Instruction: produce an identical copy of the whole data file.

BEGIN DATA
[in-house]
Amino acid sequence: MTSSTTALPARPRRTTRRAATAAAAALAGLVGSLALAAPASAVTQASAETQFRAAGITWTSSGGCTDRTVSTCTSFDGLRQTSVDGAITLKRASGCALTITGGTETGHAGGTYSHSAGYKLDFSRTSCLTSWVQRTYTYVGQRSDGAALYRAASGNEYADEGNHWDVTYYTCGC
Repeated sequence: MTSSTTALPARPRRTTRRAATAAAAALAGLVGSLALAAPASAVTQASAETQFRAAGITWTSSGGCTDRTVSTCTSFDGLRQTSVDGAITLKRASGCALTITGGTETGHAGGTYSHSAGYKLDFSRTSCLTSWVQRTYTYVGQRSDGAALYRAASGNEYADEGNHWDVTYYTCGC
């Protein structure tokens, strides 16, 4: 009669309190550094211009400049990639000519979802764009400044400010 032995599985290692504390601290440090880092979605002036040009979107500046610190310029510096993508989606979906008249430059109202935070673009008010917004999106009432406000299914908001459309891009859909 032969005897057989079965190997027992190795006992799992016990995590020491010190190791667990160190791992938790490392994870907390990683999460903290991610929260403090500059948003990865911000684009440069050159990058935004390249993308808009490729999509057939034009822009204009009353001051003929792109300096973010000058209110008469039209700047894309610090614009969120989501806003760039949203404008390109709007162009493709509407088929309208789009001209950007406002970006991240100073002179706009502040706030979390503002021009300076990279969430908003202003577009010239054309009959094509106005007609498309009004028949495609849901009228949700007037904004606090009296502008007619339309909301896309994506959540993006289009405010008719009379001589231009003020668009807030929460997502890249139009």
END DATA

[in-house]
Amino acid sequence: MTSSTTALPARPRRTTRRAATAAAAALAGLVGSLALAAPASAVTQASAETQFRAAGITWTSSGGCTDRTVSTCTSFDGLRQTSVDGAITLKRASGCALTITGGTETGHAGGTYSHSAGYKLDFSRTSCLTSWVQRTYTYVGQRSDGAALYRAASGNEYADEGNHWDVTYYTCGC
Repeated sequence: MTSSTTALPARPRRTTRRAATAAAAALAGLVGSLALAAPASAVTQASAETQFRAAGITWTSSGGCTDRTVSTCTSFDGLRQTSVDGAITLKRASGCALTITGGTETGHAGGTYSHSAGYKLDFSRTSCLTSWVQRTYTYVGQRSDGAALYRAASGNEYADEGNHWDVTYYTCGC
């Protein structure tokens, strides 16, 4: 009669309190550094211009400049990639000519979802764009400044400010 032995599985290692504390601290440090880092979605002036040009979107500046610190310029510096993508989606979906008249430059109202935070673009008010917004999106009432406000299914908001459309891009859909 032969005897057989079965190997027992190795006992799992016990995590020491010190190791667990160190791992938790490392994870907390990683999460903290991610929260403090500059948003990865911000684009440069050159990058935004390249993308808009490729999509057939034009822009204009009353001051003929792109300096973010000058209110008469039209700047894309610090614009969120989501806003760039949203404008390109709007162009493709509407088929309208789009001209950007406002970006991240100073002179706009502040706030979390503002021009300076990279969430908003202003577009010239054309009959094509106005007609498309009004028949495609849901009228949700007037904004606090009296502008007619339309909301896309994506959540993006289009405010008719009379001589231009003020668009807030929460997502890249139009």